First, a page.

For most of its history the United States Supreme Court (USSC) has changed its mind only when it thought past precedent was unworkable or no longer viable, perhaps eroded by its subsequent opinions or by changing social conditions.
The USSC has also said that its precedents based on constitutional grounds deserve less respect than those in which the court interprets statutes or laws. The reason is that if Congress thinks the court has erred in a matter of interpreting a statute or law, it is relatively easy for them to overturn it by passing a new law. But it’s quite hard to pass a constitutional amendment, so the only real way to update the judicial understanding of the Constitution is to overrule a precedent.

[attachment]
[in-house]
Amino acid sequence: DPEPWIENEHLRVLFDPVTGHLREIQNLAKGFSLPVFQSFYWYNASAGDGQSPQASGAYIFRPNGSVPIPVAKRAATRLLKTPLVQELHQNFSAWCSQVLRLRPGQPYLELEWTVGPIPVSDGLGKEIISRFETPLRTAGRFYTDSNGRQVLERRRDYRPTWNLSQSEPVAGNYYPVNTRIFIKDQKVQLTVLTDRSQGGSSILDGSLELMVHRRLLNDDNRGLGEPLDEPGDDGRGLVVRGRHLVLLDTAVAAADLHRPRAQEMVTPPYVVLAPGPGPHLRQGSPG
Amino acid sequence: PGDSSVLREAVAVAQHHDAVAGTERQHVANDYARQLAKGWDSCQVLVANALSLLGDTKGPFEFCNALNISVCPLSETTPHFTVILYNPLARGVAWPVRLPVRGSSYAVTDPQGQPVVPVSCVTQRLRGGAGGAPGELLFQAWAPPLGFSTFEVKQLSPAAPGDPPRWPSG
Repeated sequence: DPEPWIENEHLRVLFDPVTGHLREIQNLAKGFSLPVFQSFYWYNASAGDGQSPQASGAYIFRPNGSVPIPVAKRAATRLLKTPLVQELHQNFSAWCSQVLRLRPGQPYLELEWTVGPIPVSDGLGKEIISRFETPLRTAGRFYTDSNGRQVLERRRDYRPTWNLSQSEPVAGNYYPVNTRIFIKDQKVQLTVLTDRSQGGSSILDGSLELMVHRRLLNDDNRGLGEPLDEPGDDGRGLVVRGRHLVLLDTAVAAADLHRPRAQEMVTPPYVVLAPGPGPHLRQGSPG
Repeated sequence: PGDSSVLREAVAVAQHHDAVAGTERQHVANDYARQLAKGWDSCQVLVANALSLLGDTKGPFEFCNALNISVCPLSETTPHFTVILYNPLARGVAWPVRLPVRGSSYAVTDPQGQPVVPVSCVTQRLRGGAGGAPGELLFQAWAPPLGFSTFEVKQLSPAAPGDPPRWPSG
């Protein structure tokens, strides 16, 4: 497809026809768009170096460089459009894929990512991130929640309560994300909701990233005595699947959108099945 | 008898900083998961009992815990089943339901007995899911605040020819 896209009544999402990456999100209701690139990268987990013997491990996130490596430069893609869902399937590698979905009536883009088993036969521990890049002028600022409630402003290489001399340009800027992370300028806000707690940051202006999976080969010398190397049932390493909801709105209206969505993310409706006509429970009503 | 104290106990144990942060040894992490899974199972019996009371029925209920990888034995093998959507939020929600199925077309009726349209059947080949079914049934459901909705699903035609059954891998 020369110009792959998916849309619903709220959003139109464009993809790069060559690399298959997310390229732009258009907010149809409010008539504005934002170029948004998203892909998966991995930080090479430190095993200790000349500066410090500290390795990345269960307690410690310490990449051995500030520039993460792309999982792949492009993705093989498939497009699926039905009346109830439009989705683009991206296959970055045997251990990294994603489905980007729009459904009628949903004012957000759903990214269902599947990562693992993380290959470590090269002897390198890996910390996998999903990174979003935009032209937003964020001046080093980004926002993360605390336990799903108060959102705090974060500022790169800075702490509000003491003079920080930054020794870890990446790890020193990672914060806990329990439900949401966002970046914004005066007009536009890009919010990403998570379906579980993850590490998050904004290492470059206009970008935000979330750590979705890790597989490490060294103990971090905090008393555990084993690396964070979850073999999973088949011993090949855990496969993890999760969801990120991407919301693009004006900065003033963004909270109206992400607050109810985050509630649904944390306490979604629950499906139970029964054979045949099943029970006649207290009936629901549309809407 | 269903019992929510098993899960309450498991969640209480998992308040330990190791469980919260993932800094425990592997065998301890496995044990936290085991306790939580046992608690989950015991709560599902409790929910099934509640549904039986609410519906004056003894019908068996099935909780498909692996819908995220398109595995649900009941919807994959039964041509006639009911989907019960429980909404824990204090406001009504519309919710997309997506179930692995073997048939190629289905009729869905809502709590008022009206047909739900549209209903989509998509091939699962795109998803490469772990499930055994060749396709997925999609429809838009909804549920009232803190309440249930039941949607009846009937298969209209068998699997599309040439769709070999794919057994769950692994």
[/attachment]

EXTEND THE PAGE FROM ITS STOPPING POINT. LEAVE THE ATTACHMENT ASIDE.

But there is also the argument: why reach out and take a case just to affirm it?
What does USSC Friday decision to review the scope of EPA's authority to limit emissions from power plants under the Clean Air Act mean? It's a statutory authority decision at its essence, which argues against overturning past precedent. However, no arguing this puts a damper on the Biden administration's effort this week at the COP to herald the United States’ return as a climate leader.